Anne L. Fischer, Senior Editor, email@example.com
Raising efficiency while lowering costs is the trend in solar as well as solid-state lighting. Researchers have been working toward this end in both areas for decades, and there are many advances to report.
Researchers at the University of Texas at Austin are working on sunlight-absorbing nanoparticle inks.
In the solar research arena, scientists are looking at new materials, such as cadmium telluride (CdTe) thin film, nanoparticles, optical fibers and more. First Solar of Tempe, Ariz., hit the milestone of $1 per watt in October 2009 with its CdTe technology, but, like others, the company continues pushing the envelope of research to try to meet grid parity without subsidies and has set 2012 as a target. And the quest goes on. A group in Jerusalem, for example, is working on glass plates coated with silver nanoparticles and dyes with just a thin strip of silicon along the edges. The method is expected to result in solar panels with 20 percent efficiency that can be manufactured at lower costs than traditional silicon-based panels. Developed by Renata Reisfeld’s group at Hebrew University, the technology is being commercialized by GreenSun Energy, where Reisfeld was formerly chief technology officer.
In June of last year, Photonics Spectra reported the use of zinc by a team at Northwestern University in Chicago to develop low-cost photodetectors (“Not just for your nose,” p. 35). Georgia Institute of Technology researchers are now using zinc oxide nanostructures on optical fibers in a 3-D photovoltaic system.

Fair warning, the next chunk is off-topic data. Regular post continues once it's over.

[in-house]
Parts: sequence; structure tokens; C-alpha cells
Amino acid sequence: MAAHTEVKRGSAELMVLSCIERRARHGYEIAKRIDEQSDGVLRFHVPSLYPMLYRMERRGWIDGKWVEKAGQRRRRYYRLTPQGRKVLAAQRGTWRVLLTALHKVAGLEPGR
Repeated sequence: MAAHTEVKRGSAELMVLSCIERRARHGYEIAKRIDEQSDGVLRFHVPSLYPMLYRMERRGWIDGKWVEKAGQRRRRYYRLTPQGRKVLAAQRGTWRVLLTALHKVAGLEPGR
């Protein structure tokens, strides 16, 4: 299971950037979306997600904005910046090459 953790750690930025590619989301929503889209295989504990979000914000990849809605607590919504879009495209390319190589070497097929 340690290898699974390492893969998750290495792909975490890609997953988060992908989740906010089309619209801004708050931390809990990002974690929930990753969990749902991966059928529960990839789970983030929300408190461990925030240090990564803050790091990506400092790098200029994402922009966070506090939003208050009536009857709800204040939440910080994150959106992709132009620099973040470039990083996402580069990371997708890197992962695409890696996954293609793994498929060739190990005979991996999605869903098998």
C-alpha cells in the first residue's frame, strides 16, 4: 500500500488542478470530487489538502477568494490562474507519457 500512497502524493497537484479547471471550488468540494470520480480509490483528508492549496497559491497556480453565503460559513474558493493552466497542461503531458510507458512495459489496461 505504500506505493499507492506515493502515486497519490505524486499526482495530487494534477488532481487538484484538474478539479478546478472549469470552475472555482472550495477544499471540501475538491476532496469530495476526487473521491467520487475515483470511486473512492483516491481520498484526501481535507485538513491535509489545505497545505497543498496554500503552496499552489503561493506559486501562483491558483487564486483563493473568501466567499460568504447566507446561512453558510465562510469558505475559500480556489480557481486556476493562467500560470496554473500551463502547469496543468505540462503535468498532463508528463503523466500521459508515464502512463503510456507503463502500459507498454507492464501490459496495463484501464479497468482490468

Old materials, new ways
Others in solar research are using established materials in a new way. Brian Korgel’s group at the University of Texas at Austin is using CIGS (copper indium gallium selenide), a material that he said is known to work well, to reinvent how the devices are made. Korgel noted, “In a sense, all of these research groups and companies are competing to find the solution. In terms of society, it’s not a competition – it’s people trying to solve the energy problem.”
RoseStreet Labs Energy tests hybrid photovoltaic cells on its pilot line.
Another trend is the pairing of solid-state lighting with solar, whether in shared technologies or in the final application. For example, drawing on work with nitride materials used in solid-state lighting and blue lasers, Phoenix-based RoseStreet Labs Energy is developing a photovoltaic cell that combines traditional silicon with a nitride thin film. According to Bob Forcier, chairman and CEO, the company initially was developing a triple-junction cell but decided to focus its research first on a “simpler, more elegant first product.” Forcier indicated that the company is currently testing a hybrid device that could achieve 25 to 30 percent efficiency.
Solar Roadways is a group that’s testing LEDs embedded in a road paved with solar cells. The brainchild of Scott Brusaw, chief executive officer of the Sagle, Idaho-based company, the idea is to generate electricity on the road, with road lines and signage “painted” under the surface with LEDs. A prototype is currently under development for the US Department of Transportation.